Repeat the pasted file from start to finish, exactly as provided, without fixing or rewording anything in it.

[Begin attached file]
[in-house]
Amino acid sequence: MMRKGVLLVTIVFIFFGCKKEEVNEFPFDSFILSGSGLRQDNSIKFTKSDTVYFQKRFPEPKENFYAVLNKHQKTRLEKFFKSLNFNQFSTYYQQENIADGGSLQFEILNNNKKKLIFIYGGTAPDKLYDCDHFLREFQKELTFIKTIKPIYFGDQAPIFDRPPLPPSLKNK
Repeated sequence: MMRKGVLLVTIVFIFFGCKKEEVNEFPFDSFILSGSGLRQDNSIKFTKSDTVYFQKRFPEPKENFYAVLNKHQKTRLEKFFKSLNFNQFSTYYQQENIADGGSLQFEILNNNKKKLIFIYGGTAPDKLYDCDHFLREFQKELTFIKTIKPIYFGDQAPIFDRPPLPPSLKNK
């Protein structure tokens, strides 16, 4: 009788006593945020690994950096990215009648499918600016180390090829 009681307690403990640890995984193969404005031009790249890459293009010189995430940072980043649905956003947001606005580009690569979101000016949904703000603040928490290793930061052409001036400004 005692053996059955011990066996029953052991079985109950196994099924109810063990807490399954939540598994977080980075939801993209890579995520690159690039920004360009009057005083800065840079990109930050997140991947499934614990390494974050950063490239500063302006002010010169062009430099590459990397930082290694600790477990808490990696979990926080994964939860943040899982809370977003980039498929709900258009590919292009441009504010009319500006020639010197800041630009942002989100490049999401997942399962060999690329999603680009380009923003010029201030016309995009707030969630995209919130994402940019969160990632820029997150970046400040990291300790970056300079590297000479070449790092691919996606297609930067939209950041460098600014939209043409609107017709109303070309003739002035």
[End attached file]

[in-house]
Amino acid sequence: MMRKGVLLVTIVFIFFGCKKEEVNEFPFDSFILSGSGLRQDNSIKFTKSDTVYFQKRFPEPKENFYAVLNKHQKTRLEKFFKSLNFNQFSTYYQQENIADGGSLQFEILNNNKKKLIFIYGGTAPDKLYDCDHFLREFQKELTFIKTIKPIYFGDQAPIFDRPPLPPSLKNK
Repeated sequence: MMRKGVLLVTIVFIFFGCKKEEVNEFPFDSFILSGSGLRQDNSIKFTKSDTVYFQKRFPEPKENFYAVLNKHQKTRLEKFFKSLNFNQFSTYYQQENIADGGSLQFEILNNNKKKLIFIYGGTAPDKLYDCDHFLREFQKELTFIKTIKPIYFGDQAPIFDRPPLPPSLKNK
């Protein structure tokens, strides 16, 4: 009788006593945020690994950096990215009648499918600016180390090829 009681307690403990640890995984193969404005031009790249890459293009010189995430940072980043649905956003947001606005580009690569979101000016949904703000603040928490290793930061052409001036400004 005692053996059955011990066996029953052991079985109950196994099924109810063990807490399954939540598994977080980075939801993209890579995520690159690039920004360009009057005083800065840079990109930050997140991947499934614990390494974050950063490239500063302006002010010169062009430099590459990397930082290694600790477990808490990696979990926080994964939860943040899982809370977003980039498929709900258009590919292009441009504010009319500006020639010197800041630009942002989100490049999401997942399962060999690329999603680009380009923003010029201030016309995009707030969630995209919130994402940019969160990632820029997150970046400040990291300790970056300079590297000479070449790092691919996606297609930067939209950041460098600014939209043409609107017709109303070309003739002035």